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The Dollar Reigns Supreme, by Default

Finance & Development, March 2014, Vol. 51, No. 1

Eswar Prasad

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International currency arrangements have come under scrutiny in the aftermath of the global financial crisis

The dollar has been the preeminent global reserve currency for most of the past century. Its status as the dominant world currency was cemented by the perception of international investors, including foreign central banks, that U.S. financial markets are a safe haven. That perception has ostensibly driven a significant portion of U.S. capital inflows, which have surged in the past two decades. Many believe that this dollar dominance has allowed the United States to live beyond its means, running sizable current account deficits financed by borrowing from the rest of the world at cheap interest rates. Some other countries have chafed at this “exorbitant privilege” enjoyed by the United States.­

Moreover, the fact that a rich country like the United States has been a net importer of capital from middle-income countries like China has come to be seen as a prime example of global current account imbalances. Such uphill flows of capital—contrary to the prediction of standard economic models that capital should flow from richer to poorer countries—have led to calls for a restructuring of global finance and a reconsideration of the roles and relative importance of various reserve currencies.­

The 2008–09 global financial crisis, whose aftershocks continue to reverberate through the world economy, led to heightened speculation about the dollar’s looming, if not imminent, displacement as the world’s leading currency.­

Indeed there are indications that the dollar’s status should be in peril. The United States is beset by a high and rising level of public debt. Gross public (federal government) debt has risen to $16.8 trillion (see Chart 1), roughly equal to the nation’s annual output of goods and services. The aggressive use of unconventional monetary policies by the Federal Reserve, the U.S. central bank, has increased the supply of dollars and created risks in the financial system. Moreover, political gridlock has made U.S. policymaking ineffectual and, in some cases, counterproductive in driving the economic recovery. There are also serious concerns that recent fiscal tightening has constrained the government’s ability to undertake expenditures on items such as education and infrastructure that matter for long-term productivity growth.­

All these factors should have set off an economic decline in the United States and hastened erosion of the dollar’s importance. But the reality is starkly different. The dominance of the dollar as a global reserve currency has been barely affected by the global financial crisis. Not only did the dollar’s share in global foreign currency reserves change only modestly in the decade before the crisis, it has held steady at about 62 percent since the crisis began (see Chart 2). Overall, foreigners have sharply increased their holdings of U.S. financial assets. Foreign investors now hold nearly $5.6 trillion in U.S. government securities (see Chart 3), up from $1 trillion in 2000. In fact, during and after the recent crisis (since the end of 2006), foreign investors purchased $3.5 trillion in Treasury securities. Even as the stock of U.S. federal debt has been rising, foreign investors have steadily increased their share of the portion of that debt that is “privately held” (not held by other parts of the U.S. government or the Federal Reserve). That share now stands at 56 percent. In some respects, then, the dollar’s role as the dominant reserve currency has strengthened since the crisis.­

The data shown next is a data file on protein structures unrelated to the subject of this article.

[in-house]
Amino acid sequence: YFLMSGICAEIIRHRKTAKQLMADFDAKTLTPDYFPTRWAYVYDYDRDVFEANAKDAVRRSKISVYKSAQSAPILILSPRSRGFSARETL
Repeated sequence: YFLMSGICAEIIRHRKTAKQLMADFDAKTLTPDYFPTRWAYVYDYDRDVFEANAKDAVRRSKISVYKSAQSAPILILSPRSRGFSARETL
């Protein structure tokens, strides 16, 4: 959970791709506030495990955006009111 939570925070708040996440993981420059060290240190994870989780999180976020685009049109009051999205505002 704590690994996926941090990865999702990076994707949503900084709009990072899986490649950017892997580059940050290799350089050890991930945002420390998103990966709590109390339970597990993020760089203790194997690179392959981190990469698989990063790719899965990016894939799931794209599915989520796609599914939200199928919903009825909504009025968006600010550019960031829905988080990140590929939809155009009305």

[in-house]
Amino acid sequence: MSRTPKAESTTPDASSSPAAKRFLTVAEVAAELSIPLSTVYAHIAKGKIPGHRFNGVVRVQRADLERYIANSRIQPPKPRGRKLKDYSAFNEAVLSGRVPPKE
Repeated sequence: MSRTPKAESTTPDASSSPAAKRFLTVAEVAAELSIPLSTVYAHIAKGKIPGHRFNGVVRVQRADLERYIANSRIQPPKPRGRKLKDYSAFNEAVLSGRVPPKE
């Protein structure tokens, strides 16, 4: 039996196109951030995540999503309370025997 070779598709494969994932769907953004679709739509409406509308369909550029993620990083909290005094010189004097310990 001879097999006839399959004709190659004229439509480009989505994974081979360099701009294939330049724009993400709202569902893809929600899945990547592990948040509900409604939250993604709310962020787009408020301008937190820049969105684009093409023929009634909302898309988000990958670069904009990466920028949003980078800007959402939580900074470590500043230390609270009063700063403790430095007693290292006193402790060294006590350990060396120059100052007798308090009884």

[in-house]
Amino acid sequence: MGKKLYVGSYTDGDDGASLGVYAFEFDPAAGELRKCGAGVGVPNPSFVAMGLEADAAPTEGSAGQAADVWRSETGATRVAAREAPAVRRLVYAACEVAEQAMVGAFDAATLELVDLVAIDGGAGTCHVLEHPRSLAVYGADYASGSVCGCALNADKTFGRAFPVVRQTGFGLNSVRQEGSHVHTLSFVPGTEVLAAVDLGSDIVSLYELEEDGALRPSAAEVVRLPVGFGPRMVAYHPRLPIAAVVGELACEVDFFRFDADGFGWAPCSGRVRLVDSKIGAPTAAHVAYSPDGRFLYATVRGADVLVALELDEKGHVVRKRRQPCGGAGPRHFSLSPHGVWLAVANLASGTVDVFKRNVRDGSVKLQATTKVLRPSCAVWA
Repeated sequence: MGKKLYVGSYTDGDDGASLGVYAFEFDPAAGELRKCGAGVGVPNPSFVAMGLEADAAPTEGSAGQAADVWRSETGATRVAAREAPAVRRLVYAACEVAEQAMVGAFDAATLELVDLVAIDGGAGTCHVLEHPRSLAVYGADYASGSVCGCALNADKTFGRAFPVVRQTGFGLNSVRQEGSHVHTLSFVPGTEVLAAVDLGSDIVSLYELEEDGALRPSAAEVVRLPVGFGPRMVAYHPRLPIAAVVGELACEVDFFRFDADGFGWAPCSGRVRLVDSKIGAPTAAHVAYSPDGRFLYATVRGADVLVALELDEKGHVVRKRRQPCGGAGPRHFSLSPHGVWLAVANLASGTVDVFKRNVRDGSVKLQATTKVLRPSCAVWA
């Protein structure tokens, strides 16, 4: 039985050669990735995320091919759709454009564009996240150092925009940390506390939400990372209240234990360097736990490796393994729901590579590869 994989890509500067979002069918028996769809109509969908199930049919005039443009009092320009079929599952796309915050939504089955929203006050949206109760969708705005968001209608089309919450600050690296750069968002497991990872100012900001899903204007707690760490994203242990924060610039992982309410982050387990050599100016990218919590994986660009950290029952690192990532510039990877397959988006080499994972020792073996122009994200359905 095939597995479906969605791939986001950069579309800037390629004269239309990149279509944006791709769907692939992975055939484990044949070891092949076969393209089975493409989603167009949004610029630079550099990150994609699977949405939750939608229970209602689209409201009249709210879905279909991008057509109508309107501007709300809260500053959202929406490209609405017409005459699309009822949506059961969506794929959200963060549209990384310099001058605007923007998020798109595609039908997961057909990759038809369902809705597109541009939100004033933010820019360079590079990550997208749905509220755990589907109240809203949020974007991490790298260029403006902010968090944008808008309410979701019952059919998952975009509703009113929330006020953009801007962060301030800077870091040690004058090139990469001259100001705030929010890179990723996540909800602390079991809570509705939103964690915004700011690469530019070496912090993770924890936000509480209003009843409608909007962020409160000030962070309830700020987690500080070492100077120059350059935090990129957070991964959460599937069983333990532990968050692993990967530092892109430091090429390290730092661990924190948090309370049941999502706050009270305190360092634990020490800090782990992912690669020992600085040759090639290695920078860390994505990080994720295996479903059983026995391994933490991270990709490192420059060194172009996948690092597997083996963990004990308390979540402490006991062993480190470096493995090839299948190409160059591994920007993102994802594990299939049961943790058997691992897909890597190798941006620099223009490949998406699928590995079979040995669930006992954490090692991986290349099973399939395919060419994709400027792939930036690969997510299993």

How did this happen against all logic? Is the situation tenable?

The rush to safety

One of the striking changes in the global economy over the past decade and a half is the rising importance of emerging market economies. These economies, led by China and India, have accounted for a substantial fraction of global GDP growth over this period. Interestingly, the crisis did not deter these countries from allowing freer movement of financial capital across their borders. While this might seem risky, emerging markets have been able to alter the makeup of their external liabilities from debt to safer and more stable forms of capital inflows, such as foreign direct investment. Still, even as their vulnerability to currency crises has declined, these economies face new dangers from rising capital inflows, including higher inflation and asset market booms and busts.­

The global financial crisis shattered conventional views about the amount of reserves an economy needs to protect itself from the spillover effects of global crises. Even countries with large stockpiles found that their reserves shrank rapidly over a short period during the crisis as they sought to protect their currencies from collapse. Thirteen economies that I studied lost between a quarter and a third of their reserve stocks over about eight months during the worst of the crisis.­